One such known method for producing such carbon/metal composite material is called the diffusion bonding method, or the hot pressing method. In this method, a number of sheets are made of carbon fiber and matrix metal by spraying molten matrix metal onto sheets or mats of carbon fiber in a vacuum; and then these sheets are overlaid together, again in a vacuum, and are pressed together at high temperature so that they stick together by the matrix metal diffusing between them. In this method, it is important for the carbon fibers to be well wetted by the matrix metal as it thus diffuses.

Another known method for producing such fiber reinforced material is called the infiltration method, or the autoclave method. In this method, carbon fibers are filled into a container, the carbon fibers are then evacuated of atmosphere, and then molten matrix metal is admitted into the container under pressure, so that this molten matrix metal infiltrates into the carbon fibers. This method, also, requires the use of a vacuum device for producing a vacuum, in order to provide good contact between the matrix metal and the reinforcing material at their interface, without interference caused by atmospheric air trapped in the interstices of the fiber mass. In fact, if the combination of the reinforcing material and the matrix metal has poor wettability, a good resulting fiber reinforced material cannot be obtained; and thus again it is important for the carbon fibers to be well wetted by the matrix metal as it thus infiltrates into said carbon fibers.

There is a further third method known for making carbon/metal composite material, which does not use a vacuum device. In this method, the so called high pressure casting method, after charging a mold with carbon material in the form of fiber or the like, molten matrix metal is poured into the mold and is pressurized to a high pressure exceeding 1000 kg/cm2, and this high pressure forces the molten matrix metal to infiltrate into the interstices of the reinforcing carbon material. Then the combination of the reinforcing carbon material and the matrix metal is cooled down, while still being kept under this high pressure, until all the matrix metal has completely solidified. Further, it has been conceived of to preheat the carbon material before charging the molten matrix metal into the mold. In this high pressure casting method, it is yet again important for the carbon material to be well wetted by the matrix metal as it thus diffuses.

Conventionally known techniques for thus ensuring good wettability between the carbon material and the molten matrix metal include the following process. First the reinforcing carbon material such as carbon fibers is steeped in a mixture of stearic acid and an organic titanium compound such as an ester of titanic acid, so as to cause a coating of this organic titanium compound to adhere to the surface of said reinforcing carbon material. Next either of the following two processes is performed: either (A) a coating of titanium oxide is formed on the surface of the reinforcing carbon material by heating the reinforcing carbon material with said coating of the mixture on its surface to a temperature of about 400° C.; or (B) a coating of titanium carbide is formed on the surface of the reinforcing carbon material by heating the reinforcing carbon material with said coating of the mixture on its surface to a temperature of about 1200° C.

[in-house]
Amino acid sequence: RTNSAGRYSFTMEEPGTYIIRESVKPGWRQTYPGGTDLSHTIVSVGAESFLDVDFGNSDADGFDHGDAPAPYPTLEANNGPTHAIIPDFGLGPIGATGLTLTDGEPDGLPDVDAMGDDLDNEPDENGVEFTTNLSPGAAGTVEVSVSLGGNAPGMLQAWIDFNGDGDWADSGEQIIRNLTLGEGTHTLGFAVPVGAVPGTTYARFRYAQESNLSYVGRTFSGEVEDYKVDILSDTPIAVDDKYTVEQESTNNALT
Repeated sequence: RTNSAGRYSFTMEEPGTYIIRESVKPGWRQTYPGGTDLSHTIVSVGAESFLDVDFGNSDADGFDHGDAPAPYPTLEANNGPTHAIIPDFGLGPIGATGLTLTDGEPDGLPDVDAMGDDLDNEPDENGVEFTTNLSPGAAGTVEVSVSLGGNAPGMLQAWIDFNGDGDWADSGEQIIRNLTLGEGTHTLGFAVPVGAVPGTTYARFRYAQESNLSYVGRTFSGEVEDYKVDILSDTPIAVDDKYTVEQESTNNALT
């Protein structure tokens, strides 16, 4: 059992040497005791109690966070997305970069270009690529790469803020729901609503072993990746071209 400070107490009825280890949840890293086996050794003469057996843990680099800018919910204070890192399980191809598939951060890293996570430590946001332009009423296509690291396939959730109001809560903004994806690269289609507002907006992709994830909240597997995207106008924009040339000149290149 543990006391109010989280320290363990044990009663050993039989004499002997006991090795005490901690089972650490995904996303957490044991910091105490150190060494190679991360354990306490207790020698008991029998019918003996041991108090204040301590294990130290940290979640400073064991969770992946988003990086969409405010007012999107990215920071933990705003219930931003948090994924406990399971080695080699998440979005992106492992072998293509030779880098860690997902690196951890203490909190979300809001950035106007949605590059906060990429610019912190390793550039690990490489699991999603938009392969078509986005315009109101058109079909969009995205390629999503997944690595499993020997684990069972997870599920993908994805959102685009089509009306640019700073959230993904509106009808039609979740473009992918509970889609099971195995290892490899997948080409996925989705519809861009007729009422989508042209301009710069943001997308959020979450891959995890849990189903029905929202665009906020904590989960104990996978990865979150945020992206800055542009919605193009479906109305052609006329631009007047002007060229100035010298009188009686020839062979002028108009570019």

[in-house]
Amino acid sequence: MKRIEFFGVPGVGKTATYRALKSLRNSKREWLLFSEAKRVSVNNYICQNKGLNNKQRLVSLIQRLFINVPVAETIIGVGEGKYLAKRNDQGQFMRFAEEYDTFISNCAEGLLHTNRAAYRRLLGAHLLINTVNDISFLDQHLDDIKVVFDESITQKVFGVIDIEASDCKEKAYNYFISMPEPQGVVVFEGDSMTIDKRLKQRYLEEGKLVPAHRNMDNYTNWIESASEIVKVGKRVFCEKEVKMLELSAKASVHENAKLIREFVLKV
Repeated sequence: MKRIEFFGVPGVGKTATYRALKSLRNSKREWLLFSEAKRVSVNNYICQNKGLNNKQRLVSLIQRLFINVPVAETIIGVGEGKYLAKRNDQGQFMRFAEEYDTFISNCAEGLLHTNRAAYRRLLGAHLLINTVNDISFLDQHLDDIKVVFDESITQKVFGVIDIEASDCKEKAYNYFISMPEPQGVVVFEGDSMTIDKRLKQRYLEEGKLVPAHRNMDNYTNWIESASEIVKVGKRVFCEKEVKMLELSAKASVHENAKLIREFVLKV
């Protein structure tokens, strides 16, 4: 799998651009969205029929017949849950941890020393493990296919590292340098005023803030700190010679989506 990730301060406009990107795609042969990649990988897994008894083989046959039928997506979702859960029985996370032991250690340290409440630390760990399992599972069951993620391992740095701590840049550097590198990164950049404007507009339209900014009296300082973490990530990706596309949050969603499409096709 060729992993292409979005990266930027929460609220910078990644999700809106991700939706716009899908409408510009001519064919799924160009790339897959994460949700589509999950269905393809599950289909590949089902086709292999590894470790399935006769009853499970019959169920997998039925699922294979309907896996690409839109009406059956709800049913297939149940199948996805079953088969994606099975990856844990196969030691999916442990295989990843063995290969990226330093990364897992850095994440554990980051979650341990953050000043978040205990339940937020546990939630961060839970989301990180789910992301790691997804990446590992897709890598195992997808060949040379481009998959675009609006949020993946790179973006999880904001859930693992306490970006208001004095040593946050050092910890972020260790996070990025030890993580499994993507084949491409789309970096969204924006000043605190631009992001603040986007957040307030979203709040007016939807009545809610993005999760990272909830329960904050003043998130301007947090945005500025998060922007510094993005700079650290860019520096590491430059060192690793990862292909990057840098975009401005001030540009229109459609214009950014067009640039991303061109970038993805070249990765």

This prior method, in both the forms thereof described above, has the disadvantage that, after bringing together the reinforcing carbon material and the organic compound of titanium in the presence of stearic acid, it is necessary to heat treat the reinforcing coated carbon material at a high temperature of 400° C. or 1200° C.; and in order to prevent oxidation degradation of the reinforcing coated carbon material at this time it is necessary to perform this heat treatment in a reducing atmosphere or in vacuum, which is very troublesome and adds to the cost of the process to a very substantial extent. Further, the choice of the proper organic titanium compound in order to improve the wettability between the reinforcing carbon material and the molten matrix metal which is to be added thereto is important, because, of course, not all of the organic compounds of titanium are effective on improvement of wettability.

Another prior art method which has been used in order to improve the wettability between the reinforcing carbon material and the molten matrix metal which is to be added thereto is as follows. In the case of distributing graphite particles or the like as a reinforcing material throughout the body of a mass of aluminum alloy or the like which is being used as a matrix metal, which has been practiced in order to improve the wear resistance of the resulting material over the wear resistance of a similar material not using graphite additive material, it has been practiced to coat the graphite particles with nickel or copper before they are dispersed in the molten matrix metal.

However, this method of improving the wettability between the reinforcing carbon material and the molten matrix metal suffers from the disadvantage that a part of this nickel or copper coating on the reinforcing carbon material diffuses into the matrix metal while the matrix metal is melted and as said matrix metal is compounded with the reinforcing carbon material. This is likely to alter the characteristics of the matrix metal and accordingly of the final carbon/metal composite material, and may significantly deteriorate the properties of the resulting material.